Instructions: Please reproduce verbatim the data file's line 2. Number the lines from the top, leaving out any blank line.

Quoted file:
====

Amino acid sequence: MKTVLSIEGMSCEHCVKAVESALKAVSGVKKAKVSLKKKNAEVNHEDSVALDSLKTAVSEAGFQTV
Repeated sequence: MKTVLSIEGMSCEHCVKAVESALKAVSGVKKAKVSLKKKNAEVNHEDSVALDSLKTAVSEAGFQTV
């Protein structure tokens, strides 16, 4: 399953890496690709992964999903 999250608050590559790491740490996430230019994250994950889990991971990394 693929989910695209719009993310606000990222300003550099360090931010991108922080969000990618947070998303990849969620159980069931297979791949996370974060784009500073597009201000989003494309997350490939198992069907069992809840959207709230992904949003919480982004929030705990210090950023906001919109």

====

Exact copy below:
Repeated sequence: MKTVLSIEGMSCEHCVKAVESALKAVSGVKKAKVSLKKKNAEVNHEDSVALDSLKTAVSEAGFQTV